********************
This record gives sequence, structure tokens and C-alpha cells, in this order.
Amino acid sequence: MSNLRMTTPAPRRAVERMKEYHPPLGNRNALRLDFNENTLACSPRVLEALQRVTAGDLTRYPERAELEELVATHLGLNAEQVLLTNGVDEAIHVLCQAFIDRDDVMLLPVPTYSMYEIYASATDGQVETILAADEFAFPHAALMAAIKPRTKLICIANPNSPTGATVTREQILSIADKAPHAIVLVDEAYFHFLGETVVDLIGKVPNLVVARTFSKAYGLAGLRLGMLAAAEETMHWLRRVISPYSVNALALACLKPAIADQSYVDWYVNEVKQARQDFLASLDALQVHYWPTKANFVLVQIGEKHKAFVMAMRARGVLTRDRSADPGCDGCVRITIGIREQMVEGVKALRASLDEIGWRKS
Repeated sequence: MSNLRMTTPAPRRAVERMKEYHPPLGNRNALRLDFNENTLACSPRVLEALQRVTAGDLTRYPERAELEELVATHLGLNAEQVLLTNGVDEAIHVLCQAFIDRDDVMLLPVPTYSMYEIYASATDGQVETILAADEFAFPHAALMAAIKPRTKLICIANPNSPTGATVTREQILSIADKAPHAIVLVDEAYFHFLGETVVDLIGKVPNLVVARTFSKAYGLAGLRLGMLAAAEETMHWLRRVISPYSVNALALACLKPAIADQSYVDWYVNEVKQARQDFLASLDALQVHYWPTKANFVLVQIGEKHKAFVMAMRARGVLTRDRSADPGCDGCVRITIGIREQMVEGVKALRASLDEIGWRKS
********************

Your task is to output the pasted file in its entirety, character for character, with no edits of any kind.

This record gives sequence, structure tokens and C-alpha cells, in this order.
Amino acid sequence: MSNLRMTTPAPRRAVERMKEYHPPLGNRNALRLDFNENTLACSPRVLEALQRVTAGDLTRYPERAELEELVATHLGLNAEQVLLTNGVDEAIHVLCQAFIDRDDVMLLPVPTYSMYEIYASATDGQVETILAADEFAFPHAALMAAIKPRTKLICIANPNSPTGATVTREQILSIADKAPHAIVLVDEAYFHFLGETVVDLIGKVPNLVVARTFSKAYGLAGLRLGMLAAAEETMHWLRRVISPYSVNALALACLKPAIADQSYVDWYVNEVKQARQDFLASLDALQVHYWPTKANFVLVQIGEKHKAFVMAMRARGVLTRDRSADPGCDGCVRITIGIREQMVEGVKALRASLDEIGWRKS
Repeated sequence: MSNLRMTTPAPRRAVERMKEYHPPLGNRNALRLDFNENTLACSPRVLEALQRVTAGDLTRYPERAELEELVATHLGLNAEQVLLTNGVDEAIHVLCQAFIDRDDVMLLPVPTYSMYEIYASATDGQVETILAADEFAFPHAALMAAIKPRTKLICIANPNSPTGATVTREQILSIADKAPHAIVLVDEAYFHFLGETVVDLIGKVPNLVVARTFSKAYGLAGLRLGMLAAAEETMHWLRRVISPYSVNALALACLKPAIADQSYVDWYVNEVKQARQDFLASLDALQVHYWPTKANFVLVQIGEKHKAFVMAMRARGVLTRDRSADPGCDGCVRITIGIREQMVEGVKALRASLDEIGWRKS